A human, characterized by pale skin, freckles and bright red hair.
‘Gingers’ are generally considered to be inferior to their more
melanin-rich brethren, and thus deservingly discriminated against.
Gingers are thought to have no souls. The condition, “gingervitis” is
genetic and incurable.
That’s what we’re working with. Yeah, I know.
A lot of speculation has simply put the ‘Ginger’ nickname down to ginger root, used in cooking to give it a bit of a kick. Some think this is because redheads tend to have a fiery temper and can pack a punch (not always literally). But, we think this can’t be the sole reason why we’re called ‘Gingers’, if at all.
Another theory is that those with red hair are called ‘Gingers’ thanks to ginger-flavoured food, which tend to show an auburn, reddish tinge: ginger cake, gingerbread, and ginger snaps.
American TV has also been cited as an influencing factor towards Gingers’ nickname. Sixties sitcom Gilligan’s Island followed two single attractive females: Mary Ann and Ginger. Ginger, of course, had red hair and pale skin, while Mary Ann donned a brunette mop.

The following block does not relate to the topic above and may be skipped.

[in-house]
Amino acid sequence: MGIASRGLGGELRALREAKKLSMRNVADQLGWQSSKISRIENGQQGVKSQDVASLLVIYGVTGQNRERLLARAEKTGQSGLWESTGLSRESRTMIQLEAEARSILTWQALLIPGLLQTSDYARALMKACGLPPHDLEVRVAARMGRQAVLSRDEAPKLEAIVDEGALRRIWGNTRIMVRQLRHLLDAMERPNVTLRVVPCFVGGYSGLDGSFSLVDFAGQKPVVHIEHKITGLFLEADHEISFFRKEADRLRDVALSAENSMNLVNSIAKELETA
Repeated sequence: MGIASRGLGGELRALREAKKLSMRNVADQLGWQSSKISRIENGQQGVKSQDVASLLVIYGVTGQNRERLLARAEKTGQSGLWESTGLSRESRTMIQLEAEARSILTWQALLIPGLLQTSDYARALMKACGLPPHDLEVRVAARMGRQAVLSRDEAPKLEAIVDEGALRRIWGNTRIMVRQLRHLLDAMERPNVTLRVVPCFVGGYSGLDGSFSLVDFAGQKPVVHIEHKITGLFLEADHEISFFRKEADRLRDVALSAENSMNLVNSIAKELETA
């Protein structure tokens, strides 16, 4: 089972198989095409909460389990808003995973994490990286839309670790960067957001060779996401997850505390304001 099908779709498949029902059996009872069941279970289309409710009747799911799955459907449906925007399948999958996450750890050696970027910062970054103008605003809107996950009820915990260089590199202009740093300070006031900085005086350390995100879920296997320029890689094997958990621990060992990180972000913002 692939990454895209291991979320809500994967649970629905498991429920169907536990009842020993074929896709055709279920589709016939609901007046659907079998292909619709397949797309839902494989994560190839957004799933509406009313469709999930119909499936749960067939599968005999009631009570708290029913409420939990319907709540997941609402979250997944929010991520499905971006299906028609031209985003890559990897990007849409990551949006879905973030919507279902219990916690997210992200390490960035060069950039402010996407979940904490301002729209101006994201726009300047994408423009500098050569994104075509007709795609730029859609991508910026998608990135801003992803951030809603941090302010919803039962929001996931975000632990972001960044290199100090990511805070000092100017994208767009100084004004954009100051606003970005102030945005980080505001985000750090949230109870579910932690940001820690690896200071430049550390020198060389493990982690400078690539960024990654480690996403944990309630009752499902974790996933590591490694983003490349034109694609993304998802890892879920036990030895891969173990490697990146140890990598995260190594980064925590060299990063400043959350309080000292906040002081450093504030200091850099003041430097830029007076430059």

Throughout the series, viewers continually debated who was more attractive, Mary Ann or Ginger? Which basically translated to, “Are brunettes or gingers more attractive?” (We know the answer to that one)
But, others still believe that the ‘Ginger’ nickname originated far earlier than the 1960s. In fact, we’ve heard that ‘Ginger’ could be older than a hundred years old, with late 18th century references to prove this.
During this time and throughout the 19th century, Britain occupied parts of Malaysia, home to the Red Ginger plant.
Beautifully bright as a beacon, this fiery-headed plant caught the attention of many visitors to the country, and has been cited as one of the first instances of redheads being called ‘Gingers’.
What’s the truth? Have you any information that points to a more conclusive reason why redheads are called gingers? Let us know!